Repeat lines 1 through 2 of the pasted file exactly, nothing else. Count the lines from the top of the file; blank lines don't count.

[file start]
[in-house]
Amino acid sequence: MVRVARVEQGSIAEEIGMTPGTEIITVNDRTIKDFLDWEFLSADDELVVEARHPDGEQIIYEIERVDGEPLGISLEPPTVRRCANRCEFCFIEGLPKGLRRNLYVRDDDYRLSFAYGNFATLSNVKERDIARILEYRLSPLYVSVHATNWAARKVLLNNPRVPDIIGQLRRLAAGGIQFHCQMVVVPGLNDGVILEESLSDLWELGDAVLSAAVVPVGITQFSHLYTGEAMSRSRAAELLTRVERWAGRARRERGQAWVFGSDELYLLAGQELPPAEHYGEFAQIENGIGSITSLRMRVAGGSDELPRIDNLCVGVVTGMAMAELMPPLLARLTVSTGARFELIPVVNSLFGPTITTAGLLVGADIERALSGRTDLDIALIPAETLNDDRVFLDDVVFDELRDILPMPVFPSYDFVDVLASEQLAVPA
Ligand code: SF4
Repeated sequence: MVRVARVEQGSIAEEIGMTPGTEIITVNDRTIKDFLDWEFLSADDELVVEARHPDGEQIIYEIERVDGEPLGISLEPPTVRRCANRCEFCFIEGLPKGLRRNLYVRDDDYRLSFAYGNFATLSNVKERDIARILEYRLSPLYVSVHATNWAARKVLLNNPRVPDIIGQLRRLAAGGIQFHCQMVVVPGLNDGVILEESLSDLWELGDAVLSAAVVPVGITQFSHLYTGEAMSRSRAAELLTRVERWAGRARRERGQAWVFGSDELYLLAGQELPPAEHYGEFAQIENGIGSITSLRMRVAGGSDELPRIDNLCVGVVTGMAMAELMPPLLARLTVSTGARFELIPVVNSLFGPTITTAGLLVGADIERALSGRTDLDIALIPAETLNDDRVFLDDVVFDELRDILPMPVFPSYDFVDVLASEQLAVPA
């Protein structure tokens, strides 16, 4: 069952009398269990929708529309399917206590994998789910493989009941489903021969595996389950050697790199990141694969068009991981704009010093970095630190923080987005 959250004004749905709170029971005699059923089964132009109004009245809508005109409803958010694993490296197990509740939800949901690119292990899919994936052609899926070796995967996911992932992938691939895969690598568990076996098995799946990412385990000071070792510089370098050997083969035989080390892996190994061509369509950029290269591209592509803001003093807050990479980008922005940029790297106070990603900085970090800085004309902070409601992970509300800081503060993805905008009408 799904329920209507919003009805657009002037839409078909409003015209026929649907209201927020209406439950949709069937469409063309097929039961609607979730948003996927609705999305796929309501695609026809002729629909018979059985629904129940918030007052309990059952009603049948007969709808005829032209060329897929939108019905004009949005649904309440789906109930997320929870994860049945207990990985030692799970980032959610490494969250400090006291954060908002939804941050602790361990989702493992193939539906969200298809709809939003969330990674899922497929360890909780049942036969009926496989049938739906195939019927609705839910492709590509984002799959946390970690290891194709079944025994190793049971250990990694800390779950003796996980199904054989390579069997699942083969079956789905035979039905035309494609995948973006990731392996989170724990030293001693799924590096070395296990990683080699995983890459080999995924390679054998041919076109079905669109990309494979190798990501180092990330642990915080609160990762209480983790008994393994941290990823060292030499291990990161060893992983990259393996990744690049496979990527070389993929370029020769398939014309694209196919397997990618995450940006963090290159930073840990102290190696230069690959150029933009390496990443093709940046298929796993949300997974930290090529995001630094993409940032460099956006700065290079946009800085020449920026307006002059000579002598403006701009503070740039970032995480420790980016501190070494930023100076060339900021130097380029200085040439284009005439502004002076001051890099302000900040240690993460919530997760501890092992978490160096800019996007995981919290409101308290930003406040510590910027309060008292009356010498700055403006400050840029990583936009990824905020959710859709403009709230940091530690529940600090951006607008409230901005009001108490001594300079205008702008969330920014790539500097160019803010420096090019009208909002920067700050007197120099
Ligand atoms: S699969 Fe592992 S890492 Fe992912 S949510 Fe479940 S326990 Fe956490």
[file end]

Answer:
[in-house]
Amino acid sequence: MVRVARVEQGSIAEEIGMTPGTEIITVNDRTIKDFLDWEFLSADDELVVEARHPDGEQIIYEIERVDGEPLGISLEPPTVRRCANRCEFCFIEGLPKGLRRNLYVRDDDYRLSFAYGNFATLSNVKERDIARILEYRLSPLYVSVHATNWAARKVLLNNPRVPDIIGQLRRLAAGGIQFHCQMVVVPGLNDGVILEESLSDLWELGDAVLSAAVVPVGITQFSHLYTGEAMSRSRAAELLTRVERWAGRARRERGQAWVFGSDELYLLAGQELPPAEHYGEFAQIENGIGSITSLRMRVAGGSDELPRIDNLCVGVVTGMAMAELMPPLLARLTVSTGARFELIPVVNSLFGPTITTAGLLVGADIERALSGRTDLDIALIPAETLNDDRVFLDDVVFDELRDILPMPVFPSYDFVDVLASEQLAVPA